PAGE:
Keep a journal to write thoughts, notes, observations, etc.
Use a reflective model or create some prompt questions to help you with the process
Practice - write regulalrly
Barriers to Reflecting
A number of factors can interfere with the reflective process or stop us reflecting altogether. For example
knowledge and understanding of the process
motivation, personal or at institutional level (it may be perceived as a waste of time)
enthusiasm (we may be reluctant to examine our behaviour, emotions or reactions)
To overcome these barriers:
Do some background reading and choose a suitable model or framework to guide you through the process and help you get the most out of your reflection
Set aside some time for reflection – you could set a reminder on your phone. Also, try to find a quiet space, without distractions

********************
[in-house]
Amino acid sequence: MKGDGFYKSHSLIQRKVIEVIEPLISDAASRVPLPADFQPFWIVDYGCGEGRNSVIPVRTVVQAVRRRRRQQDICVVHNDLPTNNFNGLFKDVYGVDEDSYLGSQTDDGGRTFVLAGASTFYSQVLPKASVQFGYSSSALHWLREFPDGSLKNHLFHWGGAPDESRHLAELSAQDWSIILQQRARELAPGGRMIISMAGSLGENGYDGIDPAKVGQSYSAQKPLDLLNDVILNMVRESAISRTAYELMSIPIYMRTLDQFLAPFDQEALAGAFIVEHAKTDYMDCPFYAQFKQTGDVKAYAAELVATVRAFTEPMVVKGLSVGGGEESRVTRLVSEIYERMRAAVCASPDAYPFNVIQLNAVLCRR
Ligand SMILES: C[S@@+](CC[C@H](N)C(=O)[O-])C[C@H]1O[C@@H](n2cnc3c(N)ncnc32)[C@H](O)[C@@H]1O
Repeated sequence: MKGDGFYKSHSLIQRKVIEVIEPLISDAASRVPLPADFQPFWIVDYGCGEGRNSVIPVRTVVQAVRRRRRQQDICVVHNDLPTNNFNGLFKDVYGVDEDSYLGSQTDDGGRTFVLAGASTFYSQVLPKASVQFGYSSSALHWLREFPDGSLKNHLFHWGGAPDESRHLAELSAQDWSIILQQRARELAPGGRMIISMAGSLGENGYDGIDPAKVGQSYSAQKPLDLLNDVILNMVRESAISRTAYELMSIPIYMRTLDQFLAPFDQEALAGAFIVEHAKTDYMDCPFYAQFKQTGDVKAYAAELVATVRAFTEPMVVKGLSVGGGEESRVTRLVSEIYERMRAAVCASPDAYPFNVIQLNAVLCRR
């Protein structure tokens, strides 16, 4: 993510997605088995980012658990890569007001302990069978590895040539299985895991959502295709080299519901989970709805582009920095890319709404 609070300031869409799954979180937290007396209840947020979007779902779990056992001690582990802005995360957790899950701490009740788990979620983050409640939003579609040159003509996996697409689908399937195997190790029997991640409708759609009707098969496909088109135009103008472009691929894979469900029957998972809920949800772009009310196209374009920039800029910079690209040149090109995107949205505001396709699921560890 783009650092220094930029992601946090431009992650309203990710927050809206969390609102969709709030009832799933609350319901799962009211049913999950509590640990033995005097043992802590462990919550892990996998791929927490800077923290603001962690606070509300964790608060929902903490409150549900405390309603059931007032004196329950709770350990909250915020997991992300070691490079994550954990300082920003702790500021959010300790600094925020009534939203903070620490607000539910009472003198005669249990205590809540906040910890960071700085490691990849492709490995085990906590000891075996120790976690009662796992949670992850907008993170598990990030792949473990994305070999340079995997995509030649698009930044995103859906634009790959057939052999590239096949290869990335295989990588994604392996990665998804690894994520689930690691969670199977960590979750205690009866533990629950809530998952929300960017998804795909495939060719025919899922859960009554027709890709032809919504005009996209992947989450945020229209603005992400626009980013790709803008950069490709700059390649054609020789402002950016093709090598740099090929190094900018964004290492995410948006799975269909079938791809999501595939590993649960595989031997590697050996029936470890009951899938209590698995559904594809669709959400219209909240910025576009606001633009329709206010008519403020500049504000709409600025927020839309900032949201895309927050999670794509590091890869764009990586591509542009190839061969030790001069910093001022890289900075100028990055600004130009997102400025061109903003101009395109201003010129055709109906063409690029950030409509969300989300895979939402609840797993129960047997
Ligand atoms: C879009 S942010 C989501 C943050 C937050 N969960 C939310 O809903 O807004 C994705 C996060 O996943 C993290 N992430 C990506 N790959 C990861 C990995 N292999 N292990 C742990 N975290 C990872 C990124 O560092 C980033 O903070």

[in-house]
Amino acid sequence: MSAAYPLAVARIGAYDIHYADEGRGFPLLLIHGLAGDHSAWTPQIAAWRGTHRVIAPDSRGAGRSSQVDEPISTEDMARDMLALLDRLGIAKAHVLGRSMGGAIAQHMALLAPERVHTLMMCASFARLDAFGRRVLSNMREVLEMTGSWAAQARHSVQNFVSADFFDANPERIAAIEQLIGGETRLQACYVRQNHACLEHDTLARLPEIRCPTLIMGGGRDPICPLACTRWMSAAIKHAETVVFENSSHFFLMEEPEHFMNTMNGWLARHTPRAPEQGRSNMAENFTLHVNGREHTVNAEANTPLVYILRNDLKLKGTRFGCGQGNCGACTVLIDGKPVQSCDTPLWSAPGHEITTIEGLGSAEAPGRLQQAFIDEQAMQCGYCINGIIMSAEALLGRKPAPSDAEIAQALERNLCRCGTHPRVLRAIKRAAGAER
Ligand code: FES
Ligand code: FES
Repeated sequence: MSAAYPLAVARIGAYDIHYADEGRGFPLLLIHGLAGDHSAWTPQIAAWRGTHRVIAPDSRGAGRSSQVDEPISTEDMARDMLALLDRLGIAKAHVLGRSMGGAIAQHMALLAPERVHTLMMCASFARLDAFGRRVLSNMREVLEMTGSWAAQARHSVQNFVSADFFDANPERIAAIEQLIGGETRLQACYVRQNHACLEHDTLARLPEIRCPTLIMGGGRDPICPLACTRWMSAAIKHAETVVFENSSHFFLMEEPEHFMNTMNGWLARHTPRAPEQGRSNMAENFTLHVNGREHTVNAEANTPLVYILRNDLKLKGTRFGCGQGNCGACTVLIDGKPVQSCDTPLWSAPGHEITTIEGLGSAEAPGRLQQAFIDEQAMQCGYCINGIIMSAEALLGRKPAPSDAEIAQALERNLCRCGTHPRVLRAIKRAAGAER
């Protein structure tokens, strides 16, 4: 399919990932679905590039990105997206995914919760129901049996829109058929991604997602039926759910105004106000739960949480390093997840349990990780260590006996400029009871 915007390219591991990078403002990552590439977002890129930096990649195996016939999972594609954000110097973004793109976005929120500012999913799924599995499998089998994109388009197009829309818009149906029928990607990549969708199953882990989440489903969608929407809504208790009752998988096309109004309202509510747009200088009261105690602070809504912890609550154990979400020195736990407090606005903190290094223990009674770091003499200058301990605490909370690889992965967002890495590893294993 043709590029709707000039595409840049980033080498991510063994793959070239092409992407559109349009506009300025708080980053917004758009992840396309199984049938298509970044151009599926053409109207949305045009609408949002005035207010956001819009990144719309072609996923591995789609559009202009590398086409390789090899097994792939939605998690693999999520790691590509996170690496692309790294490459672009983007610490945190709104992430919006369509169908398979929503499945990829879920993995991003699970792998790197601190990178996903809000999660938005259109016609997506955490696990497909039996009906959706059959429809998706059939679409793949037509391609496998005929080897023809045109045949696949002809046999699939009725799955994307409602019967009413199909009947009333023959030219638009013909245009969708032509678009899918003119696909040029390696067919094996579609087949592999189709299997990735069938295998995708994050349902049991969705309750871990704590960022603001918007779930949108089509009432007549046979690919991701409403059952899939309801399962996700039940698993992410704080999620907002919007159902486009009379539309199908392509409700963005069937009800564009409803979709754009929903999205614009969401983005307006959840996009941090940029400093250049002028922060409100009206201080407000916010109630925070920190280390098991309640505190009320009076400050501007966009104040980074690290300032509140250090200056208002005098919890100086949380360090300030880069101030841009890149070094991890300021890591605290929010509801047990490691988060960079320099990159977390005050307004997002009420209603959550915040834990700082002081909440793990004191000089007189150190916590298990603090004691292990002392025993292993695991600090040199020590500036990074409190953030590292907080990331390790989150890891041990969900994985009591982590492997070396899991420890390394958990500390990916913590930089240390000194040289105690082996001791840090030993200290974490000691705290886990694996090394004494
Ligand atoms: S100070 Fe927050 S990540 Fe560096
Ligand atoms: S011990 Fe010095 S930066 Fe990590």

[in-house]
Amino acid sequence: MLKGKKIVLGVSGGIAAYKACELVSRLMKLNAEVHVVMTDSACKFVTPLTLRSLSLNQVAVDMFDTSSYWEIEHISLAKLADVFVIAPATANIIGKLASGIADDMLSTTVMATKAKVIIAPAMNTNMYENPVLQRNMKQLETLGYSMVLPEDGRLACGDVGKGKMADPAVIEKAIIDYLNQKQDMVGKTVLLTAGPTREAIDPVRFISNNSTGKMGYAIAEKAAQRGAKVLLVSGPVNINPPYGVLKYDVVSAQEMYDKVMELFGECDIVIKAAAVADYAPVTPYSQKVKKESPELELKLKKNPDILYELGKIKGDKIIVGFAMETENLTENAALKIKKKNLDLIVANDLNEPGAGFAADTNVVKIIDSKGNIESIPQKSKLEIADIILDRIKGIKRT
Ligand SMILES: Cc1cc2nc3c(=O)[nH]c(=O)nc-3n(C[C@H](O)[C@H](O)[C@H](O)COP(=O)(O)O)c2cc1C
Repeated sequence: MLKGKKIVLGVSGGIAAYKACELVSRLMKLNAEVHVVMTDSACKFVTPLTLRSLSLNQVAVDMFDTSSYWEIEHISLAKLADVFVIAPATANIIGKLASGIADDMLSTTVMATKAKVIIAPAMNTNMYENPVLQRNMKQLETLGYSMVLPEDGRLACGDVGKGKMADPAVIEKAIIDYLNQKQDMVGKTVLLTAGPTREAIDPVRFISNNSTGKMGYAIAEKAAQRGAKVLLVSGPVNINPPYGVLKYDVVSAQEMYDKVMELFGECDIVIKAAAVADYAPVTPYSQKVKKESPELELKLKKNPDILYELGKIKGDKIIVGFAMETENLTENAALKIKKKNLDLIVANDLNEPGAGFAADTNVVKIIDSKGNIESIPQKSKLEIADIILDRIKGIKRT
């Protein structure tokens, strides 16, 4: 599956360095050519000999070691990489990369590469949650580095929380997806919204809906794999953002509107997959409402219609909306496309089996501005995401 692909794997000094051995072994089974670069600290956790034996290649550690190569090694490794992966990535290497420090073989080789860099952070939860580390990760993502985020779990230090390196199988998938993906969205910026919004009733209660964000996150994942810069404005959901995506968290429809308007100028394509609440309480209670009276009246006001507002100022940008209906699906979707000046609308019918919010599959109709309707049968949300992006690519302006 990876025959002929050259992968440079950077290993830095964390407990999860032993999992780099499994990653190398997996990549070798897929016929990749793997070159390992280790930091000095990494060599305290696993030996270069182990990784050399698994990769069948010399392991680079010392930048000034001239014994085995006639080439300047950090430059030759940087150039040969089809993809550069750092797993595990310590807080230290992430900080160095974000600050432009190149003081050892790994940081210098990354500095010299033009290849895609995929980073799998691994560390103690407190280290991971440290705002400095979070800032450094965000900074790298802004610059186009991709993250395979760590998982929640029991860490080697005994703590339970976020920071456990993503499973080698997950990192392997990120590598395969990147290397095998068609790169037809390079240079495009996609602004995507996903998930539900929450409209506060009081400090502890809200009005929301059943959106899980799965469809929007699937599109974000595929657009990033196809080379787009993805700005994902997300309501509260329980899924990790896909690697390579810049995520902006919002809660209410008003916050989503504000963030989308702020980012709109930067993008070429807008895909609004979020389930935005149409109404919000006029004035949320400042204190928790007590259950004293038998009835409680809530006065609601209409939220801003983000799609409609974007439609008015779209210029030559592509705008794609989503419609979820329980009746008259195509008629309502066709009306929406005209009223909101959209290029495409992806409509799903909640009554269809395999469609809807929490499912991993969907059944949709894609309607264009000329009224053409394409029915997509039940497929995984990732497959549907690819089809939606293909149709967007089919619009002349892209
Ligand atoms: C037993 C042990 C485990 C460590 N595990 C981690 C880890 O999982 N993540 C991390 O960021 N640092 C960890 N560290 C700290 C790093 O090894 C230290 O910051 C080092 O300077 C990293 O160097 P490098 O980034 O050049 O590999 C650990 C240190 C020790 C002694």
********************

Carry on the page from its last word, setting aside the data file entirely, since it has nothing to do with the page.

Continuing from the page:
It’s important to remember why you are reflecting. Have a goal, or number of goals that you want to achieve, this will help to keep you motivated, even if your organisation doesn’t actively encourage reflective practice
Your confidence will grow with practice but set achievable goals and try to begin with short sessions of reflections. Reach out for support, from teachers or mentors, but also from other reflective practitioners and seek feedback.